Postmarketing reports: Hyperglycemia, redistribution/accumulation of body fat[Ref]


Common (1% to 10%): Skin rashes (9%)
Frequency not reported: Paronychia, periungual pyogenic granulomata
Postmarketing reports: Alopecia, rash, pruritus[Ref]


Very common (10% or more): Insomnia and other sleep disorders (11%)
Common (1% to 10%): Depressive disorders (9%)[Ref]


Frequency not reported: Angioedema, anaphylactoid reaction
Postmarketing reports: Anaphylaxis, urticaria[Ref]


Frequency not reported: Immune reconstitution syndrome, autoimmune disorders in the setting of immune reconstitution (e.g., Graves' disease, polymyositis, Guillain-Barre syndrome)[Ref]


Rare (less than 0.1%): Fanconi syndrome (at least 1 case)[Ref]


Frequency not reported: Eye redness[Ref]


1. "Product Information. Epiver-HBV (lamivudine)" Glaxo Wellcome, Research Triangle Pk, NC.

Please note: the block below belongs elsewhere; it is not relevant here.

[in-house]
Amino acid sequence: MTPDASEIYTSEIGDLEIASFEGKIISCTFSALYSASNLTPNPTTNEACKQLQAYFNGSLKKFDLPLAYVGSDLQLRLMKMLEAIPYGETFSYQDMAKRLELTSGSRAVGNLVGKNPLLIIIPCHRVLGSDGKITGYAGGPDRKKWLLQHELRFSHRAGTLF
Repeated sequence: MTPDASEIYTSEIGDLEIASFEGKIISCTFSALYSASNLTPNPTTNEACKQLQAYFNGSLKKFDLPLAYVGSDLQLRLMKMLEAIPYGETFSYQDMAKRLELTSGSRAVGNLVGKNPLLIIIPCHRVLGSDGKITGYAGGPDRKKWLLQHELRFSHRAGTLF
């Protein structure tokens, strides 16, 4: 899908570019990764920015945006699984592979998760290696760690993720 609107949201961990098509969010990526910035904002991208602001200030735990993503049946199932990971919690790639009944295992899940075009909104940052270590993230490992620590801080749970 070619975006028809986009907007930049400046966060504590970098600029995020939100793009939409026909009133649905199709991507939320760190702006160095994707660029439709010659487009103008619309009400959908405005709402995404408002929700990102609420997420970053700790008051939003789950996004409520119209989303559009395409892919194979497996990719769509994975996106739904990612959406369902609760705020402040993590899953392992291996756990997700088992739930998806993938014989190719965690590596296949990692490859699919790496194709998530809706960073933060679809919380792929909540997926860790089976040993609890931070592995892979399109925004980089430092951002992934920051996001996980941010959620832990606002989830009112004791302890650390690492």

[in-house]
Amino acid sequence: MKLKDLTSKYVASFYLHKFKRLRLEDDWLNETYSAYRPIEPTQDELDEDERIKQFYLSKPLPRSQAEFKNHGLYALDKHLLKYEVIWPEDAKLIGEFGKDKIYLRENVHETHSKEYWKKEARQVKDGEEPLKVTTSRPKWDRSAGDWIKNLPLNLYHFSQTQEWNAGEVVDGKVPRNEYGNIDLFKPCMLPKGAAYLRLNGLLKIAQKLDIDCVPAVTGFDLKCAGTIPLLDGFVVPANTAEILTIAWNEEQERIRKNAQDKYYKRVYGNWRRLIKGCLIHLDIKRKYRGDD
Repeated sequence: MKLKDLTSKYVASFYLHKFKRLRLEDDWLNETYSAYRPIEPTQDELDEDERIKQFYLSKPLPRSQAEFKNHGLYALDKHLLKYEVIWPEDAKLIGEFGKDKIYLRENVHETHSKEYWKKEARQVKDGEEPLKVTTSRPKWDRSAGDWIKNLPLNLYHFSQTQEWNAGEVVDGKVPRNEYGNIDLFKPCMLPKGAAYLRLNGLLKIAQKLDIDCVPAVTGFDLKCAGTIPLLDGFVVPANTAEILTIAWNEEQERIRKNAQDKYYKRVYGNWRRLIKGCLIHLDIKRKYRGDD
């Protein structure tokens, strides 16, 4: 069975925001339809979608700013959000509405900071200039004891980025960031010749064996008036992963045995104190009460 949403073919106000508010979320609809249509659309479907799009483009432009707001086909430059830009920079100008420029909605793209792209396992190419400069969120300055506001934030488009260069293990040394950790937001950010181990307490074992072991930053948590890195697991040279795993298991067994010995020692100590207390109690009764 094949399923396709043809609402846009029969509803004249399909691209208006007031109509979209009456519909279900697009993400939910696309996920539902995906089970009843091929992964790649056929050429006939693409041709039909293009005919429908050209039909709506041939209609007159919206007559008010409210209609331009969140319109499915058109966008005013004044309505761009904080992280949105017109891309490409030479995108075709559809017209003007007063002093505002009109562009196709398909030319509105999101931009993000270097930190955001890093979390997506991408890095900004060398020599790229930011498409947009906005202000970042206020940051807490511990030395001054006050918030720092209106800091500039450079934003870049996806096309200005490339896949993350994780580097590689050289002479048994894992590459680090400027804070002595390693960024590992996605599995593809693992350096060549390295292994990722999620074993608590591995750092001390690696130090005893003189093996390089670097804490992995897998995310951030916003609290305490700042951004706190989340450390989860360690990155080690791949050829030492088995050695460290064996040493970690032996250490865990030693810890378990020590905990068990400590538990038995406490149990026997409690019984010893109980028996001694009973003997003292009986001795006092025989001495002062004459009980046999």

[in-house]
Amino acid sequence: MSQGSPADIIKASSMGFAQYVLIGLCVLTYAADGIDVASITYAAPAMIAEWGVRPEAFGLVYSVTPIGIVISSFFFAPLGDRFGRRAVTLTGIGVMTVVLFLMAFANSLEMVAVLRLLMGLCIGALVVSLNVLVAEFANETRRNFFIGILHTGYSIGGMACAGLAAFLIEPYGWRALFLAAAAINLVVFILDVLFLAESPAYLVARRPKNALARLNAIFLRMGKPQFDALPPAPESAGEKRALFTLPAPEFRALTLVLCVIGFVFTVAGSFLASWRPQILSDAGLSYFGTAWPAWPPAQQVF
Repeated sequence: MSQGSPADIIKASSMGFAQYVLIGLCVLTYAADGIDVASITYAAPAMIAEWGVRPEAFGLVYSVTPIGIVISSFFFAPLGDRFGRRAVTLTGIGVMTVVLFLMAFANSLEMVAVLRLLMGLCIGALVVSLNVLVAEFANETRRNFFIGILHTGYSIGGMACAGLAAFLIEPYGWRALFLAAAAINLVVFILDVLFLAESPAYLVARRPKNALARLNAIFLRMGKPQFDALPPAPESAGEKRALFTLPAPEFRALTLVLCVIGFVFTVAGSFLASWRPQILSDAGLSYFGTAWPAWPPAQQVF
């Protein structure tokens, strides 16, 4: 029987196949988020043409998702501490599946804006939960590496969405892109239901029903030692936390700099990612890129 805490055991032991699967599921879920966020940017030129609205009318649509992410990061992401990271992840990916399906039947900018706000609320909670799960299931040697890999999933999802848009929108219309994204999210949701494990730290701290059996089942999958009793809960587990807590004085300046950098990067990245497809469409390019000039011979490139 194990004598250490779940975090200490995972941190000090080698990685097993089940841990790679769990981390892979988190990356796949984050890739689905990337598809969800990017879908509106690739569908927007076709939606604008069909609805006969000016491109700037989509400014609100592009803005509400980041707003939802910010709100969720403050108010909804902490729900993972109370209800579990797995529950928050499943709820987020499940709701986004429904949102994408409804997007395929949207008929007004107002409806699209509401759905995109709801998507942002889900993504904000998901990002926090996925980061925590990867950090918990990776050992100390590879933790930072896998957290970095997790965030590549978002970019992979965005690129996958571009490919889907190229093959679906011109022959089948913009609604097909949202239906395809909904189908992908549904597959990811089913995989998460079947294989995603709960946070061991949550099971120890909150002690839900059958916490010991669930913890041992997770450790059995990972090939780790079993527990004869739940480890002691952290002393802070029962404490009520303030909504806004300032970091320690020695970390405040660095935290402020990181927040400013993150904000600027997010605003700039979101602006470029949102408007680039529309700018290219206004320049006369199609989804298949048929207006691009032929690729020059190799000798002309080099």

2. Warnke D, Barreto J, Temesgen Z "Antiretroviral drugs." J Clin Pharmacol 47 (2007): 1570-9

3. Nelson M, Azwa A, Sokwala A, Harania RS, Stebbing J "Fanconi syndrome and lactic acidosis associated with stavudine and lamivudine therapy." AIDS 22 (2008): 1374-6

4. "Product Information. Epivir (lamivudine)." Glaxo Wellcome, Research Triangle Park, NC.

5. Rivkina A, Rybalov S "Chronic hepatitis B: current and future treatment options." Pharmacotherapy 22 (2002): 721-37

6. "Drugs for HIV infection." Med Lett Drugs Ther 43 (2001): 103-8

7. Panel on Antiretroviral Therapy and Medical Management of HIV-Infected Children. NIH. National Institutes of Health "Guidelines for the use of antiretroviral agents in pediatric HIV infection. Available from: URL:" ([2012 Nov 5]):

8. van Leeuwen R, Lange JM, Hussey EK, Donn KH, Hall ST, Harker AJ, Jonker P, Danner SA "The safety and pharmacokinetics of a reverse transcriptase inhibitor, 3TC, in patients with HIV infection: a phase I study." AIDS 6 (1992): 1471-5

9. van Leeuwen R, Katlama C, Kitchen V, Boucher CA, Tubiana R, McBride M, Ingrand D, Weber J, Hill A, McDade H, et al "Evaluation of safety and efficacy of 3TC (lamivudine) in patients with asymptomatic or mildly symptomatic human immunodeficiency virus infection: a phase I/II study." J Infect Dis 171 (1995): 1166-71

10. Brinkman K, terHofstede HJM, Burger DM, Smeitinkt JAM, Koopmans PP "Adverse effects of reverse transcriptase inhibitors: mitochondrial toxicity as common pathway." AIDS 12 (1998): 1735-44